A Case For Upgrades Instead of a Replacement

Now that the interior renos are just about done, I’m starting to set up a budget for the big ticket items I want to do, starting with a massive electrical upgrade. I’ve been asked if that’s wise; perhaps I should start setting money aside for a replacement rig. Why? Miranda is nearly perfect for me and would be even better with some major improvements that would still make her more cost effective than buying and breaking in a new rig. Yes, I do think about that, but it’s so far off in the future as to be off the radar. I might have been sounding malcontent in the last few months, but that was just renovation fatigue!

When you start to add up the cost of the upgrades, you have to start wondering if it might not be better to just start new. I look at it this way: what would my ‘dream’ rig cost today; that is a rig that is as perfect for me as Miranda is in size, layout, and carrying capacity, but not considering upgrades?  To do that I have to have an estimate for how much Miranda is worth today. This way, I can figure out how much she’ll cost me for the price I paid for her plus the upgrades versus what it’d cost me to get a basic brand new rig like her today, before upgrades.

I used the NADA guide to get an MSRP of a whopping 60,000USD for a 1997 tricked out Glendale Royal Classic. That’s 1997 American dollars. We can easily convert that to 90,000CAD. I used the inflation calculator to get a 2009 value of $112,000. That seems reasonable to me since one of the comparable rigs on the market today, the Lazy Daze, starts at 93,000USD for the 31’er.

So, to get a rig comparable to Miranda, I’d have to spend about $112,000 today, and that’s for a class C. Double that for a class A!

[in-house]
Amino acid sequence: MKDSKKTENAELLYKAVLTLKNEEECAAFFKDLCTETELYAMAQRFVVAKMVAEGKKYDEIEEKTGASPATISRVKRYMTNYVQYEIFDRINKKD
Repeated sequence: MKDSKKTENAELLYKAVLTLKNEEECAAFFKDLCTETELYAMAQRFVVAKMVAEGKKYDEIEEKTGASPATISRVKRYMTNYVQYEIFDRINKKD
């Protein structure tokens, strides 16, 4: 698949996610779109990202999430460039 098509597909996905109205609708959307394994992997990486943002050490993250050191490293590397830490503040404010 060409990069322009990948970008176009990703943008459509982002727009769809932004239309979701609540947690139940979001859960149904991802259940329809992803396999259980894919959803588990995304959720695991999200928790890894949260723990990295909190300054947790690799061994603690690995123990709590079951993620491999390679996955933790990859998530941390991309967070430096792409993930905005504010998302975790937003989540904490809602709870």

With interest, Miranda as purchased will end up costing me at most $40,000, but most likely less since I’ll start doubling my payments on her in two years to get out of the loan three years early.

I want to do several big ticket things to her. At this time, they are all unrealistic, but they are on my radar. These prices are estimated based on general research, but are reasonable:

1) electrical upgrade to 50A; new converter; whole-house inverter; doubled battery bank; solar panels: $6,000.

2) fiberglassed seams and new paint job: $10,000

3) new windows (double paned and tinted): $10,000

4) Let’s say I get a worst-case scenario and my engine or transmission (or both) go: $15,000

Total: $41,000

Total cost of rig, less regular upkeep and maintenance: $81,000 spread out over the ten or more years I hope to own this rig.

Or I could go spend $112,000 (plus taxes) and then do the $41,000 in upgrades. What makes more sense?

I’m off to research the feasibility of enclosing class C underbellies. Oh, and to start planning the cab makeover! Donna said I’d have no idea what to do with myself once the renos are over. Ha! 😀

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7 Comments

  • Well the used market sure does have alot of good deals. i bought my fiver for 40 and it was 2 years old, the original owners paid 85. They lost 45 grand over the course of two years, the owner handed me a brand new trailer. So deals are out there.

    A coach of that vintage does not warrant that kind of costs to upgrade. 40 grand is alot of money to put into a rv that is a 1997. I would suggest selling it and putting the money towards a newer unit with the options that you require. Or make do with what you have for a few more years.

    Maybe consider a small fifth wheel and proper tow vehicle, I just seen a 2005 Artic Fox 28 footer with two slides go for 16500.00, very well made unit with all the stuff that one would require for fulltiming in the cold north. Some small fifthwheels also have provisions for a washer dryer, real handy.